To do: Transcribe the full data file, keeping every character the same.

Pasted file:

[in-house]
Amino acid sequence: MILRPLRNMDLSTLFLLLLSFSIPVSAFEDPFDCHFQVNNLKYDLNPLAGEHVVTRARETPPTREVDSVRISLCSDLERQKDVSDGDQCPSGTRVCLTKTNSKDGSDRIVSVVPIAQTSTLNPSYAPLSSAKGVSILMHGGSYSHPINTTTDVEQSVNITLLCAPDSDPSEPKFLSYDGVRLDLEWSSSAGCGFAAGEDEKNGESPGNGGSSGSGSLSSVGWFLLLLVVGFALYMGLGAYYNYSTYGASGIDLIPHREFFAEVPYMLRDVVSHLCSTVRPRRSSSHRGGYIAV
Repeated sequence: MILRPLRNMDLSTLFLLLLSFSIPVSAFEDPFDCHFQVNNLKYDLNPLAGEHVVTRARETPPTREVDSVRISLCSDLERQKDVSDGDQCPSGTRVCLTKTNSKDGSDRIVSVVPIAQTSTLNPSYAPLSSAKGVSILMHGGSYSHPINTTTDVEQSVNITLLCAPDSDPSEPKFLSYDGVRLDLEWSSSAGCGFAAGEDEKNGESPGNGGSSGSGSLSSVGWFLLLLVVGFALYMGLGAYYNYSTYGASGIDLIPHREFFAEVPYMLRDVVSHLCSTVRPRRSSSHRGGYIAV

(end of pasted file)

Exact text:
[in-house]
Amino acid sequence: MILRPLRNMDLSTLFLLLLSFSIPVSAFEDPFDCHFQVNNLKYDLNPLAGEHVVTRARETPPTREVDSVRISLCSDLERQKDVSDGDQCPSGTRVCLTKTNSKDGSDRIVSVVPIAQTSTLNPSYAPLSSAKGVSILMHGGSYSHPINTTTDVEQSVNITLLCAPDSDPSEPKFLSYDGVRLDLEWSSSAGCGFAAGEDEKNGESPGNGGSSGSGSLSSVGWFLLLLVVGFALYMGLGAYYNYSTYGASGIDLIPHREFFAEVPYMLRDVVSHLCSTVRPRRSSSHRGGYIAV
Repeated sequence: MILRPLRNMDLSTLFLLLLSFSIPVSAFEDPFDCHFQVNNLKYDLNPLAGEHVVTRARETPPTREVDSVRISLCSDLERQKDVSDGDQCPSGTRVCLTKTNSKDGSDRIVSVVPIAQTSTLNPSYAPLSSAKGVSILMHGGSYSHPINTTTDVEQSVNITLLCAPDSDPSEPKFLSYDGVRLDLEWSSSAGCGFAAGEDEKNGESPGNGGSSGSGSLSSVGWFLLLLVVGFALYMGLGAYYNYSTYGASGIDLIPHREFFAEVPYMLRDVVSHLCSTVRPRRSSSHRGGYIAV